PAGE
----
Two forms of unity were demonstrated at last Monday evening's Newcomerstown Village Council meeting.
The first -- and most impressive -- came in the show of unity from the community where more than 85 village residents came to the meeting to hear what the future holds for Cy Young Park and Cy Young Pool.
The second show of unity came from Newcomerstown Village Council where they unanimously agreed that the way in which the Newcomerstown Recreation Board was disbanded was wrong. Council was also unified in a motion -- and approved -- that they will not be opening the pool until all the safety concerns/hazards are corrected.
"Somewhere over the years, we've lost some maintenance issues that need to be addressed," councilmember Dave Hickman said. "Nothing will be open until the safety issues are addressed."
The four members of council, who were present at the meeting, included Hickman, Burris Gardner, Sue Simmons and Heather Stein-Wells. Councilmen Jim Carr and Rev. Jim Reed were absent due to medical reasons.
"It's never been anybody's intent to close the pool," councilman Hickman said.
However, the safety concerns which include the sealing around the diving board, adding a new chemical feed system for a commercial pool (not a residential), as well as checking structural issues on the pump room and adding a fire door. These items would total approximately $12,000.
The issue of not being handicapped accessible was dropped after the efforts of resident Pat Cadle secured a $7,000 grant to install a lift chair at the pool. Cadle said after checking with the Americans with Disabilities Act in the Department Labor, they would allow the one chair lift and use the structural set of stairs as another exit and entrance into the pool.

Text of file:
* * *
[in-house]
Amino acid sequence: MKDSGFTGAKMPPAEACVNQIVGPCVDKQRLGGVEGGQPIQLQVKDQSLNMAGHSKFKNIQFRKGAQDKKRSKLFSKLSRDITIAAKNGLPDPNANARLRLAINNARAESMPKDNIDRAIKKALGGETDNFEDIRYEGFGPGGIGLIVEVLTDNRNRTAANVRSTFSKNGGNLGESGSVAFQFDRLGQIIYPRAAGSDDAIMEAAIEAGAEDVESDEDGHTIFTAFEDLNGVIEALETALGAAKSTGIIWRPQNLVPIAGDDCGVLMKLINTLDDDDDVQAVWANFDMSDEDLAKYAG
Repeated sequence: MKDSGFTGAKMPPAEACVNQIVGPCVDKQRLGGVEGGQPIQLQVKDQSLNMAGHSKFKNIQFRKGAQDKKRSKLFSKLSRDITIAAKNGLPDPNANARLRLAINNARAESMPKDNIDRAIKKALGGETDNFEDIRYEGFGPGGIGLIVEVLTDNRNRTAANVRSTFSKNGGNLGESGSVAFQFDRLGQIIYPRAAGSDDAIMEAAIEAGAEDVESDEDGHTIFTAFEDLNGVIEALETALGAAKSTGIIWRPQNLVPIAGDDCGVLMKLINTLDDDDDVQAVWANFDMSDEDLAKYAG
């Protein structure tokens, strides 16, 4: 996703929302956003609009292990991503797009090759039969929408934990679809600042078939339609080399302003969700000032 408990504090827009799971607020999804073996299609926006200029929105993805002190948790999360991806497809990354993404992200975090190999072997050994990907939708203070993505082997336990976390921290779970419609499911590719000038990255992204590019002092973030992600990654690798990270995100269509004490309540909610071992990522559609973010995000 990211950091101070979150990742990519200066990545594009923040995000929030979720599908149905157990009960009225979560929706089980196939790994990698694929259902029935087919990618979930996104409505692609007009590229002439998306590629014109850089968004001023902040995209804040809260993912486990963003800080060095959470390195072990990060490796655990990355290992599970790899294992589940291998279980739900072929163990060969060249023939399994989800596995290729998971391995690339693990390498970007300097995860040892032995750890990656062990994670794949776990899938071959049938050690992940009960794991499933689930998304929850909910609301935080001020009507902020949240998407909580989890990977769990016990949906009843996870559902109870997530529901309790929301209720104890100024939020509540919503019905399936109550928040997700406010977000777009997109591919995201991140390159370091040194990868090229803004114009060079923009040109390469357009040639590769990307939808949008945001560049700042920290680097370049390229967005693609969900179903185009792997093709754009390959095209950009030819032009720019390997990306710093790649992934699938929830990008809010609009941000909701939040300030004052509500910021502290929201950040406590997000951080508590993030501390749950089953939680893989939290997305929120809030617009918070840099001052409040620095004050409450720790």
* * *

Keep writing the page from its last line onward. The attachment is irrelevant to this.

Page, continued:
Cadle spoke to council about the importance of keeping the park and pool open.
"It (park and pool) have a purpose for our county," Cadle said.
He said the Newcomerstown community is being marketed by Tuscarawas County officials as a way to get the oil and gas industry into the area. He said the way in which these problems are resolved tonight (in terms of closing the pool and disbanding the park board), are being watched by those that could be looking at coming to the community to live, work and raise a family.
Cadle prompted council to re-instate the five-member volunteer Newcomerstown Recreation Board that night.
It was not.
Former Recreation Board President Greg Bowman questioned council as to how they project to raise the $23,000 estimated income from the pool with it being closed this year.
Council said the budget was set prior to disbanding the park board and closing the pool.
Bowman said even making that budget should have been accomplished by discussing it with the park board before approving it at council. He said he has never had a member of council come to one of the board's meeting. He said there is a serious lack of communication in this village. Bowman read the ordinance which created the Newcomerstown Recreation Board and it said the board president had to only meet with council one time a year. Bowman said he was present at the first meeting of the month during the months the pool and park were open and things were happening.